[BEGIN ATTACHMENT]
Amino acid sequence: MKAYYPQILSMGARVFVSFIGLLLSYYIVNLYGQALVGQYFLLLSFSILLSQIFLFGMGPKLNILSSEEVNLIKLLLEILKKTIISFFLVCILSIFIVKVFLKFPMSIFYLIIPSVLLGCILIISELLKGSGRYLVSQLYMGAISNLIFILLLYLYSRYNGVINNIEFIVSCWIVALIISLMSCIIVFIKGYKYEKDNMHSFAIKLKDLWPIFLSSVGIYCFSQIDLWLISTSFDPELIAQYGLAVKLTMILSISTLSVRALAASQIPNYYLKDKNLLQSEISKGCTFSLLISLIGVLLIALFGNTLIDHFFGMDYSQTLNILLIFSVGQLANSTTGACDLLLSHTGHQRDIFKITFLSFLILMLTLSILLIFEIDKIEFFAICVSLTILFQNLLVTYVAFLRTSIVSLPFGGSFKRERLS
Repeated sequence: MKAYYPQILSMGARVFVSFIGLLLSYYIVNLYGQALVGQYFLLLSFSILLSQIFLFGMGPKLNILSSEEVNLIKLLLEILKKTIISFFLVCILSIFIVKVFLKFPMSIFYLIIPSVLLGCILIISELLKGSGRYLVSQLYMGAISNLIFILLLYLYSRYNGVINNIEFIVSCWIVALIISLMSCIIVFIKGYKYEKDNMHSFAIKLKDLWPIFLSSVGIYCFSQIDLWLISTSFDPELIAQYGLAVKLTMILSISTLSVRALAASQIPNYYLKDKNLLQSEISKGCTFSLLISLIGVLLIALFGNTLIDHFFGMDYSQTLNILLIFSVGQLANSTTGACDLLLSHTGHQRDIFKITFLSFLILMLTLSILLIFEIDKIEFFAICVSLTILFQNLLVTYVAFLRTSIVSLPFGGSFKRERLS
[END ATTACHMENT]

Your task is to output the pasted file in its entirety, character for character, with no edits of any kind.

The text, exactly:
Amino acid sequence: MKAYYPQILSMGARVFVSFIGLLLSYYIVNLYGQALVGQYFLLLSFSILLSQIFLFGMGPKLNILSSEEVNLIKLLLEILKKTIISFFLVCILSIFIVKVFLKFPMSIFYLIIPSVLLGCILIISELLKGSGRYLVSQLYMGAISNLIFILLLYLYSRYNGVINNIEFIVSCWIVALIISLMSCIIVFIKGYKYEKDNMHSFAIKLKDLWPIFLSSVGIYCFSQIDLWLISTSFDPELIAQYGLAVKLTMILSISTLSVRALAASQIPNYYLKDKNLLQSEISKGCTFSLLISLIGVLLIALFGNTLIDHFFGMDYSQTLNILLIFSVGQLANSTTGACDLLLSHTGHQRDIFKITFLSFLILMLTLSILLIFEIDKIEFFAICVSLTILFQNLLVTYVAFLRTSIVSLPFGGSFKRERLS
Repeated sequence: MKAYYPQILSMGARVFVSFIGLLLSYYIVNLYGQALVGQYFLLLSFSILLSQIFLFGMGPKLNILSSEEVNLIKLLLEILKKTIISFFLVCILSIFIVKVFLKFPMSIFYLIIPSVLLGCILIISELLKGSGRYLVSQLYMGAISNLIFILLLYLYSRYNGVINNIEFIVSCWIVALIISLMSCIIVFIKGYKYEKDNMHSFAIKLKDLWPIFLSSVGIYCFSQIDLWLISTSFDPELIAQYGLAVKLTMILSISTLSVRALAASQIPNYYLKDKNLLQSEISKGCTFSLLISLIGVLLIALFGNTLIDHFFGMDYSQTLNILLIFSVGQLANSTTGACDLLLSHTGHQRDIFKITFLSFLILMLTLSILLIFEIDKIEFFAICVSLTILFQNLLVTYVAFLRTSIVSLPFGGSFKRERLS